1,200 pharma students stare at bleak future
Though these colleges were opened four years ago, they have not got approval from the Pharmacy Council of India (PCI). Now the first batch of students, about 1,200, are expected to pass out and join the approximately 17,000 students who are expected to pass out of about 300 other colleges in the state. However, they will not be able to open their own pharmacy shops or apply for any position in government hospitals.Pharmacy Council of India chairman Dr B Suresh told TOI that the other 300 were either recognised under section 12 or may be approved for conducting the course. He said sufficient notifications were issued by PCI urging colleges to obtain recognition from the statutory body. The colleges that have not sought approval from PCI will be hauled up when students come for registering with the pharmacy council, he said.
The chairman of the Indian Pharmaceutical Association (IPA) education division, Dr T V Narayana said similar situations have cropped up in some state or the other for the past 15 years.
“The difference between Andhra Pradesh and other states such as Karnataka, Tamil Nadu or Maharashtra is that the government asks the colleges to take the approval of PCI before giving them permission to start their courses,” said Narayana.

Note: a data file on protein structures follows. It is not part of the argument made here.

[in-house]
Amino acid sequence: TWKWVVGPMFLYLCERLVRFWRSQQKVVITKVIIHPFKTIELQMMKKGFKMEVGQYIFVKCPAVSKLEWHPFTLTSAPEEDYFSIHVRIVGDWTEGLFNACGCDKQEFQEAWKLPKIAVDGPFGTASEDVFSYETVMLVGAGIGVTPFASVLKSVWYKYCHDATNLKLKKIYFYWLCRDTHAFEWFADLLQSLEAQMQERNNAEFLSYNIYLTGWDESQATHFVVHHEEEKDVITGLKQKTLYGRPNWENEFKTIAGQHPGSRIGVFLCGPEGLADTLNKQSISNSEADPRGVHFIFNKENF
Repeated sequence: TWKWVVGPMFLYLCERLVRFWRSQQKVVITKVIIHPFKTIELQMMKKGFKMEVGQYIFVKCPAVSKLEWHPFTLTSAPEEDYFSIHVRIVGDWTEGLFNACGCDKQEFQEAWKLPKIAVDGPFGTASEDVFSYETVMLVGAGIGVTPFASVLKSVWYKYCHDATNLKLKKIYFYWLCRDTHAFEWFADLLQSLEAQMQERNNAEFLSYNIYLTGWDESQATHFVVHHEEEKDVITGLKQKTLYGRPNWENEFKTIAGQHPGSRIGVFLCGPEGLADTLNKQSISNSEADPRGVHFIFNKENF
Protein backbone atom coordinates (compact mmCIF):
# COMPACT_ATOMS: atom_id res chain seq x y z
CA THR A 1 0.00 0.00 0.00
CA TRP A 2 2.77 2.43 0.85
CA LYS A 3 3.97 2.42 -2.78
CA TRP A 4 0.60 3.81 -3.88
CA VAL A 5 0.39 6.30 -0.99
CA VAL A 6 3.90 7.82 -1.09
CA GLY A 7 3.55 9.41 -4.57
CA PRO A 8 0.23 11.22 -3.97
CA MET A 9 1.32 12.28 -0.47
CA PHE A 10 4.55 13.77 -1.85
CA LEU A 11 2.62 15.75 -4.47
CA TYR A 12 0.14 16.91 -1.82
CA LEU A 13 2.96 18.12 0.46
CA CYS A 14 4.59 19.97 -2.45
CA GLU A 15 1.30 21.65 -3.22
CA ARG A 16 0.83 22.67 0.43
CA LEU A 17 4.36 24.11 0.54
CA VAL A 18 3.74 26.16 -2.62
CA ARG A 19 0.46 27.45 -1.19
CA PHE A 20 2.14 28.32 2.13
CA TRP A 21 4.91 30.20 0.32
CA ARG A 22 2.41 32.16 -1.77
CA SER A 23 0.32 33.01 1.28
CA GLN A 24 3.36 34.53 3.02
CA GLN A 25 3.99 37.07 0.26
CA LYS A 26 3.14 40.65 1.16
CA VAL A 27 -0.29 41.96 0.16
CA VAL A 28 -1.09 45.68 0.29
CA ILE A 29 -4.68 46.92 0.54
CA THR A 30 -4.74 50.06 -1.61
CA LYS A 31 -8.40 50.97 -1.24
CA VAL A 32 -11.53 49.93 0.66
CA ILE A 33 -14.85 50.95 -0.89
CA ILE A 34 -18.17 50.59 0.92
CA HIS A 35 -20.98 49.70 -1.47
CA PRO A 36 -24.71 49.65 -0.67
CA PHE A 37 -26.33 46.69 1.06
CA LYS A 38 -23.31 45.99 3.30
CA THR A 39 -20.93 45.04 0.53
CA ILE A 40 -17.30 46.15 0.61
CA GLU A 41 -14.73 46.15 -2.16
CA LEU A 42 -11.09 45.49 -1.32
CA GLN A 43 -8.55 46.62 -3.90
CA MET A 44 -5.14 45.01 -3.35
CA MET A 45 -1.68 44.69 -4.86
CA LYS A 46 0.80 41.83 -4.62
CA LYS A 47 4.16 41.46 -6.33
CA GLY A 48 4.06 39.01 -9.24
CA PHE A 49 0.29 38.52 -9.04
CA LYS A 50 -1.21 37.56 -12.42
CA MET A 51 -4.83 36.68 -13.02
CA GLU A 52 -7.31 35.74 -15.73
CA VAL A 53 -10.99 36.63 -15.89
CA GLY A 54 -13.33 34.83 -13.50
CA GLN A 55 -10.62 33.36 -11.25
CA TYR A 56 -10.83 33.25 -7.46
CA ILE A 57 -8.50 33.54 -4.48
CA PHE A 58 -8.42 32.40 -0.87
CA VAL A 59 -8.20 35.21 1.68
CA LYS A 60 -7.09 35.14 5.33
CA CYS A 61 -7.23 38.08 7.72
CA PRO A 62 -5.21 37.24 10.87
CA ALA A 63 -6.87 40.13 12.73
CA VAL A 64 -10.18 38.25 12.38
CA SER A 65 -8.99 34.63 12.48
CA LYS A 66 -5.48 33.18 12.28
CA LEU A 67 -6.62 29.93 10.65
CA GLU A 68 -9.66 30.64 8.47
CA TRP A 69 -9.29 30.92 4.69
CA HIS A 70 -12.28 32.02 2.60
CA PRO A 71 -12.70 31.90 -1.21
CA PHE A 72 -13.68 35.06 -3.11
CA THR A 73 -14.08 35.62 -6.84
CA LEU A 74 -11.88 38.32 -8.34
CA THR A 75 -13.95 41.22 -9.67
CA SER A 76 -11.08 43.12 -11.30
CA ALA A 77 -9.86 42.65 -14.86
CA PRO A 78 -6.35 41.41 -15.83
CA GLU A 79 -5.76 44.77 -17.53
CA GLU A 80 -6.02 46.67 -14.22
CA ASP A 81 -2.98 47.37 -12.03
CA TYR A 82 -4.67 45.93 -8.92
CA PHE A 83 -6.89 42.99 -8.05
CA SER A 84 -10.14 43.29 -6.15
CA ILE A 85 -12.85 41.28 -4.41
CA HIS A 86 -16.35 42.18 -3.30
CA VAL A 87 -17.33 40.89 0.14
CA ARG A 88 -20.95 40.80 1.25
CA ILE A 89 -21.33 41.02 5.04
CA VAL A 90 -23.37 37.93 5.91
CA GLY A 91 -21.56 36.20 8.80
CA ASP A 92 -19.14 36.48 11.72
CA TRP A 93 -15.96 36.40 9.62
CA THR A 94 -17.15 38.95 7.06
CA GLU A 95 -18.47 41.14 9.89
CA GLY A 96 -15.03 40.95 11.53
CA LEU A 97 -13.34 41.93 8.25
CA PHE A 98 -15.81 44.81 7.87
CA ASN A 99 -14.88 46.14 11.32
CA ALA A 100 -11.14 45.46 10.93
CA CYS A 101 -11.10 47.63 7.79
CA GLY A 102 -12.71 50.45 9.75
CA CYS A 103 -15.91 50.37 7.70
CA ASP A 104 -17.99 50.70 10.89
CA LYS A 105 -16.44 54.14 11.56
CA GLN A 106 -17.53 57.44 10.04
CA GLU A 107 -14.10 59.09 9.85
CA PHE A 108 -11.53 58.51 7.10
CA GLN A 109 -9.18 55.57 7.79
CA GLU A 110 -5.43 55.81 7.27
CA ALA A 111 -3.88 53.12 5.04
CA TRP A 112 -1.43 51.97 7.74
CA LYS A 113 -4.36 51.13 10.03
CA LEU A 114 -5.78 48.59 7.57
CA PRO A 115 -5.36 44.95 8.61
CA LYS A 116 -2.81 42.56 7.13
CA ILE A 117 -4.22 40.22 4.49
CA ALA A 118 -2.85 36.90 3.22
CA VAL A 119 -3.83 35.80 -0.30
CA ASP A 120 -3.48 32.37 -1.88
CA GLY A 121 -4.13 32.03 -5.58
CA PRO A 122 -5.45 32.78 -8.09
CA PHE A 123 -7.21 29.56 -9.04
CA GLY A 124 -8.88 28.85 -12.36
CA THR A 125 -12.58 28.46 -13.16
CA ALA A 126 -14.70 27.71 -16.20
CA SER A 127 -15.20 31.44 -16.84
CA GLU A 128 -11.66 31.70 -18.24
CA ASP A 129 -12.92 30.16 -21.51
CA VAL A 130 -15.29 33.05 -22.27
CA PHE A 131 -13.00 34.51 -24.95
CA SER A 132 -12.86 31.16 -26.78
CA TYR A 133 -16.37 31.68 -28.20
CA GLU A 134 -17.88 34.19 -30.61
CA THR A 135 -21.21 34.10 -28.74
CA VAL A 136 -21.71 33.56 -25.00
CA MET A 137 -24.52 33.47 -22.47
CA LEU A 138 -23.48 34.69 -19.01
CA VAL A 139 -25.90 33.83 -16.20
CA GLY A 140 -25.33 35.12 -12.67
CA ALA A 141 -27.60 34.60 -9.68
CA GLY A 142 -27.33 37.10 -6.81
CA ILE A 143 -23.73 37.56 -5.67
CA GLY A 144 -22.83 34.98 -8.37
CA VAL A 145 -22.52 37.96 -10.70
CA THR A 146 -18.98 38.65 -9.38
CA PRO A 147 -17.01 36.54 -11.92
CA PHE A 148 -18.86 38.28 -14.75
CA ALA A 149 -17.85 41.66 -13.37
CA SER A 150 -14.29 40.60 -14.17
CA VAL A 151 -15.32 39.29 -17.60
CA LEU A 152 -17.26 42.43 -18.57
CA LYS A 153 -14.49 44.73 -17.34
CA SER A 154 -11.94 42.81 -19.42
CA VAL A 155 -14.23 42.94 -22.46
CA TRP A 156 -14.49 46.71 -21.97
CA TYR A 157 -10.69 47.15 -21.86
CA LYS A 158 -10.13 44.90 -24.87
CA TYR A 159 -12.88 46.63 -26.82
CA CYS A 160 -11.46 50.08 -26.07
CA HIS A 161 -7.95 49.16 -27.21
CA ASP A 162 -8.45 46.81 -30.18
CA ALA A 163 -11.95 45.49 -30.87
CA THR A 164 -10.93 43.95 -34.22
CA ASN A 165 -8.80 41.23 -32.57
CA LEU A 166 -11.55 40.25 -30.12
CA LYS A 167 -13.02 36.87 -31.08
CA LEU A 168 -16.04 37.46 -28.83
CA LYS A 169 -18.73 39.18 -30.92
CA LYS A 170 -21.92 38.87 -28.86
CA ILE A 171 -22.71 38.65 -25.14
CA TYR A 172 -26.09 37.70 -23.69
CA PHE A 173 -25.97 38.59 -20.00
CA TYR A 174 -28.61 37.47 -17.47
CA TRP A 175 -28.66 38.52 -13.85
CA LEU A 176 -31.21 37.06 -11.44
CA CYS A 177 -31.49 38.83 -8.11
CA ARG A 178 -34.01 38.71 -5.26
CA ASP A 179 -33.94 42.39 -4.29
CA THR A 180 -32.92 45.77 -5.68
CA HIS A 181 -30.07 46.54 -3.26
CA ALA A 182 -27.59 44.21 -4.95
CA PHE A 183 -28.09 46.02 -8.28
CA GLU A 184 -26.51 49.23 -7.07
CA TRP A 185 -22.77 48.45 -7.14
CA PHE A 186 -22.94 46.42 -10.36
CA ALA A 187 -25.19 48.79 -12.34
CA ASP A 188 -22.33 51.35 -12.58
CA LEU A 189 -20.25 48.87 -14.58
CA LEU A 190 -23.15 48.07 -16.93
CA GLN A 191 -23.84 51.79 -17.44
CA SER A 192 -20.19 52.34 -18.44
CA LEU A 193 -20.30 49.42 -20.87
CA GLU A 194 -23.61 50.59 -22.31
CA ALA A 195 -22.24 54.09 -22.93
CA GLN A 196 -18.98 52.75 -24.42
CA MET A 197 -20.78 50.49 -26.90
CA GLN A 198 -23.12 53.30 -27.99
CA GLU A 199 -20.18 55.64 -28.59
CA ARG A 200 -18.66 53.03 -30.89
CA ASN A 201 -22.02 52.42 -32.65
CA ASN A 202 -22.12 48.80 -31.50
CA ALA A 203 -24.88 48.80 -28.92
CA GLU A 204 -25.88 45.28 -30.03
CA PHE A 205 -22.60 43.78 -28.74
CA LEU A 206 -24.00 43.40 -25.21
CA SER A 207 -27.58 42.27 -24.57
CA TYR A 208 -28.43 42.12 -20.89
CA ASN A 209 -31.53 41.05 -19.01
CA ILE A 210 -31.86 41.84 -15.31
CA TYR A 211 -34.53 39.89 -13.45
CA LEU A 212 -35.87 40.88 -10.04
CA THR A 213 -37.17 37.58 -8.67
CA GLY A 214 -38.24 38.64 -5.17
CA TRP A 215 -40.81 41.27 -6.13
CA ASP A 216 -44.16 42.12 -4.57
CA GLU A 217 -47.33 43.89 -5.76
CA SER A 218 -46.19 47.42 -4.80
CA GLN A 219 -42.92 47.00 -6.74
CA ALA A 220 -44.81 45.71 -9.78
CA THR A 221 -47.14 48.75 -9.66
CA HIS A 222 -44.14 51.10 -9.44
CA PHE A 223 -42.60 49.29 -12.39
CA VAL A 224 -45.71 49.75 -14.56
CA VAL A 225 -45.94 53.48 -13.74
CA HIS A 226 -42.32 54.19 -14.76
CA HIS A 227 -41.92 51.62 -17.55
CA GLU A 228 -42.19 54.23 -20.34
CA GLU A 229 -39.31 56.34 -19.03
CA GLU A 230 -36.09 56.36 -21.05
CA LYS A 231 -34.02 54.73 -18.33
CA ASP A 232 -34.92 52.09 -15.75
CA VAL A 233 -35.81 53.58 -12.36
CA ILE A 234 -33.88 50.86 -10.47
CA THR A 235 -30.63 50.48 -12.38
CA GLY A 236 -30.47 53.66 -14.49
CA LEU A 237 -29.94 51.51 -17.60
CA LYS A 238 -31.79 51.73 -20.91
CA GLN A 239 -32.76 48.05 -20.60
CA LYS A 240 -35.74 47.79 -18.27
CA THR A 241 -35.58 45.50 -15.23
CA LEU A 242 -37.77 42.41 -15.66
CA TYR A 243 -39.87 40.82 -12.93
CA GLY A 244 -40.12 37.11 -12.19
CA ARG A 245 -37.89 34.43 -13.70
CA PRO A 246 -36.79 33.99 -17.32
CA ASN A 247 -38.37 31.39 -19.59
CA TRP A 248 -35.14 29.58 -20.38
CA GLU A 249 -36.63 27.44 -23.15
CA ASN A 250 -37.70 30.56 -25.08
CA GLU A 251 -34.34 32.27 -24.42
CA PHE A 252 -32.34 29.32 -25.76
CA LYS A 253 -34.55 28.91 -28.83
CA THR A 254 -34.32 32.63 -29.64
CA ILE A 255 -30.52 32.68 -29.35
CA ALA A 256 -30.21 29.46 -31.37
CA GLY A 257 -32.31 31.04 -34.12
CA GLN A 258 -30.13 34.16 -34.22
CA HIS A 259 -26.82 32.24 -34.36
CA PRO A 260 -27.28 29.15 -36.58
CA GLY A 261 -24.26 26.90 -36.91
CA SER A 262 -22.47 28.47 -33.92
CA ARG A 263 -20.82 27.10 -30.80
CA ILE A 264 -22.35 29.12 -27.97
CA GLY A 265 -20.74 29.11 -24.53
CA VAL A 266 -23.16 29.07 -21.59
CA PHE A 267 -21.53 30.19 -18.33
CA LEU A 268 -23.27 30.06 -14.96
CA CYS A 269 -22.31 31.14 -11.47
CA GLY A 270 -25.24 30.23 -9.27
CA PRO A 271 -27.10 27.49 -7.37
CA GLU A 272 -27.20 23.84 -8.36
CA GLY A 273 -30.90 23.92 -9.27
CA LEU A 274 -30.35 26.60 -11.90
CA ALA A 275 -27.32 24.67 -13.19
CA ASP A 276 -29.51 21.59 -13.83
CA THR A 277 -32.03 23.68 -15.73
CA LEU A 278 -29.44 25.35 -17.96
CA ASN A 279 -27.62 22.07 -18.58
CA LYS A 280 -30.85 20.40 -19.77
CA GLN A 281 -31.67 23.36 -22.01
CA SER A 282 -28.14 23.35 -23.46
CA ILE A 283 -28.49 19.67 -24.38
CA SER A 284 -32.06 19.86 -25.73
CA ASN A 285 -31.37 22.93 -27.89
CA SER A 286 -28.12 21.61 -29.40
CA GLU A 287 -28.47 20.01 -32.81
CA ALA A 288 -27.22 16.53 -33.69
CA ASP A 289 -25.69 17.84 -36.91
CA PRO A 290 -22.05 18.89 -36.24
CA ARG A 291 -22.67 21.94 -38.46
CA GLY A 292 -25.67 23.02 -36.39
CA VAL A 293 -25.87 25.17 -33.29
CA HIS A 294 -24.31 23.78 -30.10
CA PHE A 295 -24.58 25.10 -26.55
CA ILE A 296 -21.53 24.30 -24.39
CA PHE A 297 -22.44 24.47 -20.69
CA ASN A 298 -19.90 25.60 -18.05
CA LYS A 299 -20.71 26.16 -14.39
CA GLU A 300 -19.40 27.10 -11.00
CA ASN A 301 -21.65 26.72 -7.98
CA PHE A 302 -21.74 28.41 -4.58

Colleges need to seek the approval of the All India Council for Technical Education (AICTE), state government and university concerned, following which they need to seek approval from PCI.
“So far, more than 10,000 students in the country are on the road like this as colleges failed to seek approval from PCI,” he said, adding that students need to check if the college has received approval from PCI before taking admission.
“Upon completing the B Pharmacy course, you have to register with the state pharmacy council for starting your own medical shop or to apply for vacancies in government hospitals,” said the principal of the College of Pharmaceutical Sciences, Andhra University, Dr S Ganapathy. However, graduates can only register with the state pharmacy council only if their college is approved by PCI, he said. “If the colleges have not obtained the approval of PCI, their students can’t register with the state pharmacy council,” he said.
PCI will inspect each college periodically and conduct checks on infrastructure, faculty-student ratio and other facilities such as labs and library among others.